Regional Conflicts

Posted By on December 31, 2006

“You Must Live In North America To Read This Post”

.: My dad asked my sister what she wanted for Christmas, and she sent him a list of television documentaries — Cosmos, The Blue Planet, and Life on Earth. Yesterday, she tried watching the first episode of Life on Earth only to meet an unforeseen obstacle: all the DVDs were region 2 encoded. The blame cannot be attributed to our father, for he had simply ordered the only version of Life on Earth available (excluding this unrelated movie and these listings, which are actually just used copies of the region 2 sets), ignorant of any regional lockout mechanisms.

.: Ostensibly to retain regional market prices; more efficiently time release dates; restrict any material that may be illegal in other countries; and/or avoid “stepping on someone else’s toes” (but not, curiously, to prevent piracy, as you’d think), the BBC in their infinite wisdom decided to lockout Life on Earth from every market outside of Europe. This makes sense if you don’t think about it.

.: But, for the sake of this post, let’s think about it. What possible benefit is it to the BBC to market a box set that’s viewable only to Europeans? We paid money for the set (I don’t know how much, but probably somewhere around $40 – $60), so why can’t we watch what’s in the box? Perhaps they wish to preserve some sort of price discrimination scheme, where a British version would cost $70 and the American version would cost only $40. It makes sense for them to want to prevent British people from simply importing the American version and pocketing the $30 in savings. But here’s the thing: they don’t sell an American version.

.: Every other program by David Attenborough is available for sale in America: Life in the Undergrowth, The Life of Mammals, The Living Planet, The Life of Birds.

.: What possible reason is there for not selling Life on Earth in region 1? We’ve already excluded price discrimination as a moot point, since there’s no difference in prices if there is only one price. As for launching the set at different dates around the world — the damn thing was first broadcast in 1979, for crap’s sake. This isn’t the new Pirates of the Caribbean movie with all the worldwide hype and anticipation that comes with it and all the potential marketing failures; it’s a freakin’ documentary. My sister’s copy of The Blue Planet was distributed by BBC America and Warner Brothers. It was first released in region 2 on Dec 3, 2001 and later in region 1 on Aug 27, 2002. Why they even waited that long, I don’t know. Life on Earth was released in region 2 on September 1, 2003, but the box we have has a 2005 copyright. Apparently they’re waiting a bit longer than they did with The Blue Planet, but I honestly don’t know if they ever plan on releasing it here.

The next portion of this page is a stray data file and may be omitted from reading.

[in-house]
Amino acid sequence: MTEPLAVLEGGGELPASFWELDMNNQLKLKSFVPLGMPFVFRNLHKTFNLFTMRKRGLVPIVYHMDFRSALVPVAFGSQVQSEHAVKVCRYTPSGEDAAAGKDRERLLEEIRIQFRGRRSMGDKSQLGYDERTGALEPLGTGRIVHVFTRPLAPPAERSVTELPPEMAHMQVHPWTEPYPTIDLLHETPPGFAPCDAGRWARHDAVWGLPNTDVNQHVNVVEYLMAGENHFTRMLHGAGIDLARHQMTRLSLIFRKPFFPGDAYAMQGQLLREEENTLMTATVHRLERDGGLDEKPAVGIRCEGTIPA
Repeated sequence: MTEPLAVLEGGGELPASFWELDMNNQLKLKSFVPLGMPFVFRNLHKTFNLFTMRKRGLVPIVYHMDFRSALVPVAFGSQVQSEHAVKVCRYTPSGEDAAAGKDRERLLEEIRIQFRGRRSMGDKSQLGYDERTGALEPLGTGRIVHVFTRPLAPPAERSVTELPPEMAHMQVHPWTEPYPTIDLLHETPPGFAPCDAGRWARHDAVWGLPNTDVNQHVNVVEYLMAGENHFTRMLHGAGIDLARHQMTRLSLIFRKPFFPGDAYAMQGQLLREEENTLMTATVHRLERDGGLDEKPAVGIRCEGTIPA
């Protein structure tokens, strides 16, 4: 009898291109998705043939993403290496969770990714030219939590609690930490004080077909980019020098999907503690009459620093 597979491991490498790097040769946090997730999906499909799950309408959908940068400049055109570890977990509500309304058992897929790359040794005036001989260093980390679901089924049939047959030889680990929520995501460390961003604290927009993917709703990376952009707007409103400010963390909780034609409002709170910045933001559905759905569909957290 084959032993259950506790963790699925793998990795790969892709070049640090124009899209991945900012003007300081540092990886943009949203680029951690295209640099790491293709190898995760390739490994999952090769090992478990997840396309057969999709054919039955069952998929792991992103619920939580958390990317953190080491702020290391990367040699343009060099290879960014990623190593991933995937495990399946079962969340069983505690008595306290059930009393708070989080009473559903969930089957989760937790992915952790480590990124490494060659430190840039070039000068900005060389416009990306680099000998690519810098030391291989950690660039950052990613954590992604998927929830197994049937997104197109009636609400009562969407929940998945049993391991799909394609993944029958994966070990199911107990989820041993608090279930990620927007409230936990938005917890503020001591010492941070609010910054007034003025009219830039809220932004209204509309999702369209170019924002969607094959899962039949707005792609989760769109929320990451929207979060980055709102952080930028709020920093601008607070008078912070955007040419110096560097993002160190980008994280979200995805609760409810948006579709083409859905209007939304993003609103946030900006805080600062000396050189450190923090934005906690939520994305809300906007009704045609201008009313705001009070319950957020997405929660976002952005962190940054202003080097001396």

.: The third point, about restricting material that may be illegal in other countries, will receive only this curt, self-referential dismissal.

.: Now, the only possible explanation rests with the fourth point, about distributors wishing to avoid stepping on each others toes and whatnot. BBC and BBC America/Warner Brothers obviously have different distribution rights. But this seems to tie back in with price discrimination. If BBC releases a $70 box set in Europe and BBC America releases a $40 version of the same set, then people will begin importing the BBC America version instead of the BBC version, which would cost somebody some where some money. Again, this is understandable, and there’s already a word for the motives behind setting up schemes to prevent such toe-stepping: greed. It inconveniences the hell out of all consumers to have to deal with regional lockout. The only benefits are to producers and distributors, who can jack up the price of two identical products in one region and sell the product for what it’s actually worth in another region. Want to prevent toe-stepping? Sell both box sets for $40 (or the British equivalent).

.: As it is, my sister is left with an expensive DVD box set that she is unable to play. Her only legal options at this point are to 1.) return the set for a refund 2.) buy a new DVD player that can handle multiple regions or 3.) move to Europe, where she’ll also have to buy a new DVD player.

.: Option one clearly doesn’t solve the problem. Option two is unreasonable for a consumer who has already legally purchased the DVDs. Option three is monumentally stupid and deserves no further comment. There is, technically, a forth option; however, thanks to myopic and ill-conceived laws, this perfectly feasible (if not time-consuming) option is illegal. Here’s what I could do to help my sister:

~I could kill a good two hours ripping each DVD onto my hard drive, stripping the noxious region locks and removing the ineffective copy-protection. It would take a bit longer, since my hard drive doesn’t have enough space to hold all of them, but with more time I could cleverly shuffle each bit of data to make it all fit.